Search for recipes throughout
the entire site or select one of the recipe collections from
the drop-down menu on the search tool below:
|Known as the Bread Machine Maven, cookbook author
Lora Brody has written a number of books on the subject including
her most recent, Plugged In, The Definitive Guide to the 20 Best
Kitchen Appliances (William Morrow, 1998). Below are a few of
Lora's most helpful tips when using a bread machine.
How-To's & Tips Index
- Use top, fresh quality ingredients
such as unbleached, nonchemically treated flour made from hard
wheat that contains at least 12 grams of protein per cup. Check
the nutritional panel on the bag. (Remember this is given in
1/4 cups, so multiply by 4.)
- Use instant active dry yeast,
the rapid rising variety is not recommended. Brody notes both
SafInstant and Red Star are excellent brands.
- If you're using a delayed cycle,
don't use fresh eggs or any other perishable ingredient that
will sit for hours in the bread machine. Instead use powdered
eggs and milk or save those recipes for when you don't have to
use the delayed cycle.
- For the very best results open
the machine and check the dough during the first 5 to 10 minutes
of the first kneading cycle. Flour acts like a sponge and will
absorb moisture to varying degrees, depending on the humidity
and barometric pressure, so you may need to add more flour to
liquid to achieve a smooth, supple, soft ball of dough. If the
dough in the machine is either a wet, messy glob or a dry desert
and it hasn't yet begun the bake cycle, press Stop and add a
small amount of liquid or flour and press Start. Or cancel the
cycle and restart from the beginning. This will not affect the
- Sweet doughs will also benefit
from an extra rise in a cool place. Place the dough in a gallon-size
heavy-duty zippered plastic bag in the refrigerator for 2 to
- Very hot water or other liquids,
with temperatures above 115*F (45*C), will kill the yeast and
your bread won't rise. If you have to add things like melted
butter or toasted nuts let them cool before adding to bread dough.
- If the paddle sticks to the
shaft inside, try applying a little nonstick vegetable spray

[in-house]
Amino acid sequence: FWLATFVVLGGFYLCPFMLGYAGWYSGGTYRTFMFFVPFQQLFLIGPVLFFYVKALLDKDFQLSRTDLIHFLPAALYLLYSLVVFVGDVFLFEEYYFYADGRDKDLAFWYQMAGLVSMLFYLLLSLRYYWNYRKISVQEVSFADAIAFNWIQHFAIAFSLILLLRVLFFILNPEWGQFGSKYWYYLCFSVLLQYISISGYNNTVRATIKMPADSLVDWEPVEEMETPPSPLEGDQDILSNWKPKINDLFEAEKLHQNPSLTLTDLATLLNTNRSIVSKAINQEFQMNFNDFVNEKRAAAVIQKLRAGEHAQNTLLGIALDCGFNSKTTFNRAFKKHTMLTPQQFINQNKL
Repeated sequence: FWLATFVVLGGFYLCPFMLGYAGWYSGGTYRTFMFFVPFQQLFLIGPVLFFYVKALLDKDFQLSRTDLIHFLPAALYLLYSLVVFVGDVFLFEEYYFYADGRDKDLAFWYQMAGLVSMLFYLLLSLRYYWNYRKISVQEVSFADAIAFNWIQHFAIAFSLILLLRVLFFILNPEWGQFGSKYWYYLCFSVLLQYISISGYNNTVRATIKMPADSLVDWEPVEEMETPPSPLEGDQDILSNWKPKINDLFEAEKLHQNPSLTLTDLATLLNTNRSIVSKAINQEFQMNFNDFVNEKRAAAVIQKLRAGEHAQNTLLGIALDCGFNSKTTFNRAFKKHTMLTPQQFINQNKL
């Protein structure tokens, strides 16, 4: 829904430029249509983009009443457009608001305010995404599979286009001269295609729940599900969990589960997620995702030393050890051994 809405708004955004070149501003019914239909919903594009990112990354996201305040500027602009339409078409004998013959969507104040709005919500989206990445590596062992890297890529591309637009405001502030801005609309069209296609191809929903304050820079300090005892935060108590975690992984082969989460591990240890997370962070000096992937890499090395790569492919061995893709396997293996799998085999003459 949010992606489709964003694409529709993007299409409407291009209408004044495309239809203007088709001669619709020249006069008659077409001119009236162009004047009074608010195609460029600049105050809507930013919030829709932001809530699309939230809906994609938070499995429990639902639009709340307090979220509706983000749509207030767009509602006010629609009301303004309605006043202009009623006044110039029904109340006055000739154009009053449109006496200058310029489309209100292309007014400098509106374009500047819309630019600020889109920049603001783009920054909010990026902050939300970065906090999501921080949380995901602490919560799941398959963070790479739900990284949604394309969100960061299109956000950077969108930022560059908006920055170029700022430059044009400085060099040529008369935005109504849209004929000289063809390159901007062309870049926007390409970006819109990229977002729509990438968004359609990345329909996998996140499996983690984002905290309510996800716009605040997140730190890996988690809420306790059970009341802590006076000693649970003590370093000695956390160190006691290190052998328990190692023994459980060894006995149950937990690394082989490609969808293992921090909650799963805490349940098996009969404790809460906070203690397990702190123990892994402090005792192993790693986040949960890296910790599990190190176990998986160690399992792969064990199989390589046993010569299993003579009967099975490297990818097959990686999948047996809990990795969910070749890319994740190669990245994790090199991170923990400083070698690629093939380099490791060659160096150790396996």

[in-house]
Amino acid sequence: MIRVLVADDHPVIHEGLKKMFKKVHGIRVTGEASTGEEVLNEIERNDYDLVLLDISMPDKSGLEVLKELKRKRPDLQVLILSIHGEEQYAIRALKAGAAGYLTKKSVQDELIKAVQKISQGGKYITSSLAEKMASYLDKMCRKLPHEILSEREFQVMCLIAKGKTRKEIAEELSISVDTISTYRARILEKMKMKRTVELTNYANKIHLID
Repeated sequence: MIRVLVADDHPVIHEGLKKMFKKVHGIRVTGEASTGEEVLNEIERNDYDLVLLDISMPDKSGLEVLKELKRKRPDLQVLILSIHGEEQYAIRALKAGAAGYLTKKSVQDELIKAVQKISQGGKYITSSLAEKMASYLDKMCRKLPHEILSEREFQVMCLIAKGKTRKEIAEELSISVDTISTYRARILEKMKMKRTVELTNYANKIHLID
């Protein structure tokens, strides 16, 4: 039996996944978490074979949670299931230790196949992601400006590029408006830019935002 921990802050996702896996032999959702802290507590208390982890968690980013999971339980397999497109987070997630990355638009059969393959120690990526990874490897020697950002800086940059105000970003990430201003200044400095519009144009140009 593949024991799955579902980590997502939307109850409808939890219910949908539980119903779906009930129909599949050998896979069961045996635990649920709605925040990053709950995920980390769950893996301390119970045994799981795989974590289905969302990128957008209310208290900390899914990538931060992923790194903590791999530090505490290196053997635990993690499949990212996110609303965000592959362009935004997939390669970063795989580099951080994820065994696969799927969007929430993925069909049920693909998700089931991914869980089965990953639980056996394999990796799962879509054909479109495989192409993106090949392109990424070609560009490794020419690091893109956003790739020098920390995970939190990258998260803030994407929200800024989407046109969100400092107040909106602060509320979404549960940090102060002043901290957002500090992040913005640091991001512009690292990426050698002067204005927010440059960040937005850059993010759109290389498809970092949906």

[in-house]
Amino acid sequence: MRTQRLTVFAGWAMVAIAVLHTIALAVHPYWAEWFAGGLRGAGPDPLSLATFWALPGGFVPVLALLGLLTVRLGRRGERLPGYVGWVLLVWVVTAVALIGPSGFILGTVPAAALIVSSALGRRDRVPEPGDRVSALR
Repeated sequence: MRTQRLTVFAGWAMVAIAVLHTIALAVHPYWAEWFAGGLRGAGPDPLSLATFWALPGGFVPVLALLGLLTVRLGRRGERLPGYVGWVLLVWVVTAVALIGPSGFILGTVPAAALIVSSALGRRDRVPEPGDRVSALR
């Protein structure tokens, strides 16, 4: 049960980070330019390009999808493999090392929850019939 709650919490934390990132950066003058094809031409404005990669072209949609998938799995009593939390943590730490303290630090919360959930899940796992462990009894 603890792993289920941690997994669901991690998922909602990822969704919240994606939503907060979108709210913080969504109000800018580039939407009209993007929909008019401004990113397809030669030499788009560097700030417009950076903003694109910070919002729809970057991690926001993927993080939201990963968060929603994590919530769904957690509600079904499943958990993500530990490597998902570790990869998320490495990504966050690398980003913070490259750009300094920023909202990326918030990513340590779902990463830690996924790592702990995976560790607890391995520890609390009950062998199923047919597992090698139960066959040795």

next time -- before you add your ingredients to the pan.
- Use the Whole Wheat cycle for
breads containing not only whole wheat flour, but other heavy
flours, such as rye, cornmeal, and buckwheat.
- Use the French Bread cycle for
breads low in fat and sugar because these cycles have a shorter
knead time and a longer rise time to produce crisp crusts and
- Use the Sweet Bread cycle for
breads that are high in sugars and fat as well as ingredients
that might burn easily, or use it if you're having trouble with
thick, over baked crusts.
- If possible remove the pan from
the machine and the bread from the pan before the cool down cycle
starts. This will prevent soggy crusts. Cool for at least 20
minutes on a wire rack before slicing or the inside will be gooey
and raw looking.
- Take care not to add excessive
amounts of salt or sugar to your dough. Both will inhibit the
action of the yeast. Two other ingredients that can inhibit the
yeast's activity are fresh garlic and cinnamon.
- Raw tops are the result of bread
that has risen too high, hit the top of the machine, and sunk
back down. Try adding less yeast next time. Be sure to add salt
-- this will slow the rise as well.
- Unless your bread machine has
retractable mixing/kneading paddle(s), remove them immediately
after the last kneading. Doing so not only makes removing the
bread from the pan easier, it also greatly reduces the size of
the hole(s) left in the bottom of "bread machine" baked
Source: Some tips adapted from
Plugged In by Lora Brody (William Morrow, 1998)